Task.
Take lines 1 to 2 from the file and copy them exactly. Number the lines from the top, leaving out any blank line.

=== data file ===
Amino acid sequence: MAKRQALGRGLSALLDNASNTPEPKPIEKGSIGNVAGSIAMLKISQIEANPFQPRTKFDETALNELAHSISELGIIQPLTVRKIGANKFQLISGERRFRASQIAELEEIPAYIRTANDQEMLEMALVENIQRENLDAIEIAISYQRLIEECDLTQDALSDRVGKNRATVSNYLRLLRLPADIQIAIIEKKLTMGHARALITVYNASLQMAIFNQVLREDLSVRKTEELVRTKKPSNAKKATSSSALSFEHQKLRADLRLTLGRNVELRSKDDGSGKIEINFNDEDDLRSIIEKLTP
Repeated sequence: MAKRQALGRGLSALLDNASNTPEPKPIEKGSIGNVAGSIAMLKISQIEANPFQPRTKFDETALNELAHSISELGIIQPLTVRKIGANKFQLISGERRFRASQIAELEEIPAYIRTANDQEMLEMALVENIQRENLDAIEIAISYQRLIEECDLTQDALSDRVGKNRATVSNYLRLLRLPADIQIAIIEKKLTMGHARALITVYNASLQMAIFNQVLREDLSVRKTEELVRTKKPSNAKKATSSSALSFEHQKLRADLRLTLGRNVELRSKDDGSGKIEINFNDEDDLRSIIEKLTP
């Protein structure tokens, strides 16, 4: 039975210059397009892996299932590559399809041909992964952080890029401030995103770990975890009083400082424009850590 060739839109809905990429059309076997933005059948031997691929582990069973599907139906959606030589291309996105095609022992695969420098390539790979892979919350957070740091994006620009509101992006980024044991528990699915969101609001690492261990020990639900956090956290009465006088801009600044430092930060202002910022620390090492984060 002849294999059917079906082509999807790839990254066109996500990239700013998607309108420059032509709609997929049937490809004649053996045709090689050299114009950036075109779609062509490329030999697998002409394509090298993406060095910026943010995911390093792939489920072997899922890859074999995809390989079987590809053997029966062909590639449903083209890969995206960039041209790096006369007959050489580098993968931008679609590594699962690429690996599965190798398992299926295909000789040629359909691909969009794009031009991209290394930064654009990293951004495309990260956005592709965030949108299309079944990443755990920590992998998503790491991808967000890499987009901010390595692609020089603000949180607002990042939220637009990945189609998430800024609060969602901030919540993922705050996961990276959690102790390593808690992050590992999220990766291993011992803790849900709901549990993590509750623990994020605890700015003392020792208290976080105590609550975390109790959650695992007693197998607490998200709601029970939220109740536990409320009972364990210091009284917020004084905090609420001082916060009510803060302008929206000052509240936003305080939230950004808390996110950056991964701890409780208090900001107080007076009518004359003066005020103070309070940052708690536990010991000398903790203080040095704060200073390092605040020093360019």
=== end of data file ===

Amino acid sequence: MAKRQALGRGLSALLDNASNTPEPKPIEKGSIGNVAGSIAMLKISQIEANPFQPRTKFDETALNELAHSISELGIIQPLTVRKIGANKFQLISGERRFRASQIAELEEIPAYIRTANDQEMLEMALVENIQRENLDAIEIAISYQRLIEECDLTQDALSDRVGKNRATVSNYLRLLRLPADIQIAIIEKKLTMGHARALITVYNASLQMAIFNQVLREDLSVRKTEELVRTKKPSNAKKATSSSALSFEHQKLRADLRLTLGRNVELRSKDDGSGKIEINFNDEDDLRSIIEKLTP
Repeated sequence: MAKRQALGRGLSALLDNASNTPEPKPIEKGSIGNVAGSIAMLKISQIEANPFQPRTKFDETALNELAHSISELGIIQPLTVRKIGANKFQLISGERRFRASQIAELEEIPAYIRTANDQEMLEMALVENIQRENLDAIEIAISYQRLIEECDLTQDALSDRVGKNRATVSNYLRLLRLPADIQIAIIEKKLTMGHARALITVYNASLQMAIFNQVLREDLSVRKTEELVRTKKPSNAKKATSSSALSFEHQKLRADLRLTLGRNVELRSKDDGSGKIEINFNDEDDLRSIIEKLTP